The Math & Emotion of Living Through Market Declines

Stock markets always tend to fall much quicker than they rise, although this time does appear to have broken some records in that regard. The below chart shows the number of trading days it took before historical market sell-offs reached the -30% level from all-time highs.

While the 1987 sell-off technically took 38 days from it’s all-time high to break below the -30% level, it should be noted it does hold the single-day sell-off record of -20% (what is often now referred to as Black Monday). The complete peak-to-trough fall during that bear market was -34%.

However, an interesting fact is that the S&P 500 actually ended 1987 positive for the year at +5.3%. While it took until July 1989 to regain it’s August 1987 all-time high, the only negative calendar year return in the 1980s was 19811.

The 1987 episode highlights how our perception of a situation can be greatly influenced by where we anchor our return measurements.

The below chart helps illustrate why market declines can feel exaggerated on the way down.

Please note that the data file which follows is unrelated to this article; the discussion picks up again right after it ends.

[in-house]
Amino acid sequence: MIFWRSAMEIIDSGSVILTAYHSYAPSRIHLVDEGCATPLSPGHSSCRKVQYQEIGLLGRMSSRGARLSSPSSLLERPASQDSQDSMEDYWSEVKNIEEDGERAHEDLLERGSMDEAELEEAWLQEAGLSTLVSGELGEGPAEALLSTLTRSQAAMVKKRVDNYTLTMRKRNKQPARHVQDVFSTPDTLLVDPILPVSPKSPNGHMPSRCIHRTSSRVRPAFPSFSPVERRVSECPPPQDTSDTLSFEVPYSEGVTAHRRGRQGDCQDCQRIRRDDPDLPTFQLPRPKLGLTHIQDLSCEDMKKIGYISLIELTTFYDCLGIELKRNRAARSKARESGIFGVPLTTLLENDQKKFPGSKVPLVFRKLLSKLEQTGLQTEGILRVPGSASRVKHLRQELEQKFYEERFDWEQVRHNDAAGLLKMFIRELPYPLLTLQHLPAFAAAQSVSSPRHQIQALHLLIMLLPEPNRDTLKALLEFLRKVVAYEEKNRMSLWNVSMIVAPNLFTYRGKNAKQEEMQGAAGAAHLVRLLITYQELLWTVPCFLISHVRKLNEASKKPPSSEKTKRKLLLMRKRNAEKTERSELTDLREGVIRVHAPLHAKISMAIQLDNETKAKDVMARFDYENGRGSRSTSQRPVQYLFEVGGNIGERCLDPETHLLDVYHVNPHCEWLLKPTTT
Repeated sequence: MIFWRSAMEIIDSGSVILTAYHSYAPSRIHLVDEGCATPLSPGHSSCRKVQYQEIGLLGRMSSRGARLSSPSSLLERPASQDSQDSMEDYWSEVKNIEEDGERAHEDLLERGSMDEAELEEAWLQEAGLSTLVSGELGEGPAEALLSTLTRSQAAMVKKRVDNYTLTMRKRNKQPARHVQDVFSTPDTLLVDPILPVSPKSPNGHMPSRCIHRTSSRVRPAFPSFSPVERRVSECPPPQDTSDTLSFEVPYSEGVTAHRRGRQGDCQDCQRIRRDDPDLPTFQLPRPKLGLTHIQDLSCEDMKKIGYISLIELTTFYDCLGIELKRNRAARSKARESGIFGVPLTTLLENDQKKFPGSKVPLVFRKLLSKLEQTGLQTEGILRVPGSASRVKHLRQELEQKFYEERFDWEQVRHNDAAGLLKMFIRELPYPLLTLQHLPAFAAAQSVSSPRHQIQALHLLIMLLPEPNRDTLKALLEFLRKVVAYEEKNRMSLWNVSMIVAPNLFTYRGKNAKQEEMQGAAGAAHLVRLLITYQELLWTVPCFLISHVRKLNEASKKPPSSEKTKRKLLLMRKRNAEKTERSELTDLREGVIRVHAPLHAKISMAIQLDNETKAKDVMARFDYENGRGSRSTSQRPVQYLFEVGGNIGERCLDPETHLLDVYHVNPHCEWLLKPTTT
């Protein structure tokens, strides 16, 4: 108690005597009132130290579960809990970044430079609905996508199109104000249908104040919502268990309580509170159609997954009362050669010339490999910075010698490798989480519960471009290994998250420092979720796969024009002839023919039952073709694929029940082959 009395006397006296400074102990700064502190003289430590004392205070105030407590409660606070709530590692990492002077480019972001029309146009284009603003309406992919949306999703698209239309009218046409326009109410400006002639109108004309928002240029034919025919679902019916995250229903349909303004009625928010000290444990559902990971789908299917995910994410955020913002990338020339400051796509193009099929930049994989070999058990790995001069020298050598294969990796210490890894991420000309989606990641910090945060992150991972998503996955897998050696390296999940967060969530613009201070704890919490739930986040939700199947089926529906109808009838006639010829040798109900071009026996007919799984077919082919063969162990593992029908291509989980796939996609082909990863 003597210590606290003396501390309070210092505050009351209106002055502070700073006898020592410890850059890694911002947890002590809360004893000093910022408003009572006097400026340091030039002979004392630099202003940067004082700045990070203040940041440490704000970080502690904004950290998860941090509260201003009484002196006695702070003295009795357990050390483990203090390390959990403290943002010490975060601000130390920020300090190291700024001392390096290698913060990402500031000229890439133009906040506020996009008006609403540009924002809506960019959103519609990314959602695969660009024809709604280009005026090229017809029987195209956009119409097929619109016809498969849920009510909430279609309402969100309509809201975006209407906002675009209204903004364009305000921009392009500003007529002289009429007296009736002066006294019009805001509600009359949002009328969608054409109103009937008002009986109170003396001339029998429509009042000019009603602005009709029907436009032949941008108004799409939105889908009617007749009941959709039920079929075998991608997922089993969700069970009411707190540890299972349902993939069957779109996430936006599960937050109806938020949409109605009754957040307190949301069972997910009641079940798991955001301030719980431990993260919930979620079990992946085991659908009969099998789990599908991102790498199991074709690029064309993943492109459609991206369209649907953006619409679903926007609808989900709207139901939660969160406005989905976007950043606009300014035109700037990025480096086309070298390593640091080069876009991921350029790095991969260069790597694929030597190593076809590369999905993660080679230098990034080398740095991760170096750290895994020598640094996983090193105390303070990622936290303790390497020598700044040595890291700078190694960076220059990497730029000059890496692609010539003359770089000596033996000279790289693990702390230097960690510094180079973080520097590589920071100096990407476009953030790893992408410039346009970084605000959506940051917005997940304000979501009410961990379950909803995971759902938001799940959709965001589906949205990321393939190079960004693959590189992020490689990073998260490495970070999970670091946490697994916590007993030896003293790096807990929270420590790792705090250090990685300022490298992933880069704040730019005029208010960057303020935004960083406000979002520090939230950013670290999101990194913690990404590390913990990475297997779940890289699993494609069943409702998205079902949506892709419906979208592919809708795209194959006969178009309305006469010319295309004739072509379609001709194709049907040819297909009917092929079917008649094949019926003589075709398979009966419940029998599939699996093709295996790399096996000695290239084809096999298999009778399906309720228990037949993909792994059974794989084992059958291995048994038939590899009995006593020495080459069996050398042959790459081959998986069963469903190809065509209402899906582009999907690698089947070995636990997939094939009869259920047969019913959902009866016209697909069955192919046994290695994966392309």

Let’s put this into some historical context to see what I am talking about. The below chart shows all Post-World War II bear markets, as well as the depth of bear markets that are associated with recessions vs those that took place without recessions.

Let's look at the 12/1968 bear market of -36% and compare that to the 3/2000 bear market of -49%. Intuitively someone might assume the 1968 bear market would need to fall 13% to match the 2000 bear market. However, if we look back at the chart before this one we realize that it’s really about perspective. For someone adding additional money at the -36% level or someone who has re-adjusted their mental ‘anchor’ point, the fall would appear much deeper. As our previous chart shows, from this new lower level, it would be about a 20% decline.